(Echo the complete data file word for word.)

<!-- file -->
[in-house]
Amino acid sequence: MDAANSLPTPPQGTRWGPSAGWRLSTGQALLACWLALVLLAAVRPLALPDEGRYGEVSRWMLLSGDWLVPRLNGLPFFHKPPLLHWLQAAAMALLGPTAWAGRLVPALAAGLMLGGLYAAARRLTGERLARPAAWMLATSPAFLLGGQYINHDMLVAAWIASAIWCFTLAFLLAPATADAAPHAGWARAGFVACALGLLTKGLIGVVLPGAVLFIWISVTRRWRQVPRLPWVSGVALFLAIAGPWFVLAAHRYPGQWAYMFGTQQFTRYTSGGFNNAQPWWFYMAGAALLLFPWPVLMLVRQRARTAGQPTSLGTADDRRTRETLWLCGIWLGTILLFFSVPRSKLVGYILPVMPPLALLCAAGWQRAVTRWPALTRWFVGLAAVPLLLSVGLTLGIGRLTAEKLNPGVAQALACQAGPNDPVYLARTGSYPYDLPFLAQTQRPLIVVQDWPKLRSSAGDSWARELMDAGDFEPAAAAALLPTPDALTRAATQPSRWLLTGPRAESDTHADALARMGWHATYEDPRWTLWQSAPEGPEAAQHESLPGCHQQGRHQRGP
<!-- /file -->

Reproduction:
[in-house]
Amino acid sequence: MDAANSLPTPPQGTRWGPSAGWRLSTGQALLACWLALVLLAAVRPLALPDEGRYGEVSRWMLLSGDWLVPRLNGLPFFHKPPLLHWLQAAAMALLGPTAWAGRLVPALAAGLMLGGLYAAARRLTGERLARPAAWMLATSPAFLLGGQYINHDMLVAAWIASAIWCFTLAFLLAPATADAAPHAGWARAGFVACALGLLTKGLIGVVLPGAVLFIWISVTRRWRQVPRLPWVSGVALFLAIAGPWFVLAAHRYPGQWAYMFGTQQFTRYTSGGFNNAQPWWFYMAGAALLLFPWPVLMLVRQRARTAGQPTSLGTADDRRTRETLWLCGIWLGTILLFFSVPRSKLVGYILPVMPPLALLCAAGWQRAVTRWPALTRWFVGLAAVPLLLSVGLTLGIGRLTAEKLNPGVAQALACQAGPNDPVYLARTGSYPYDLPFLAQTQRPLIVVQDWPKLRSSAGDSWARELMDAGDFEPAAAAALLPTPDALTRAATQPSRWLLTGPRAESDTHADALARMGWHATYEDPRWTLWQSAPEGPEAAQHESLPGCHQQGRHQRGP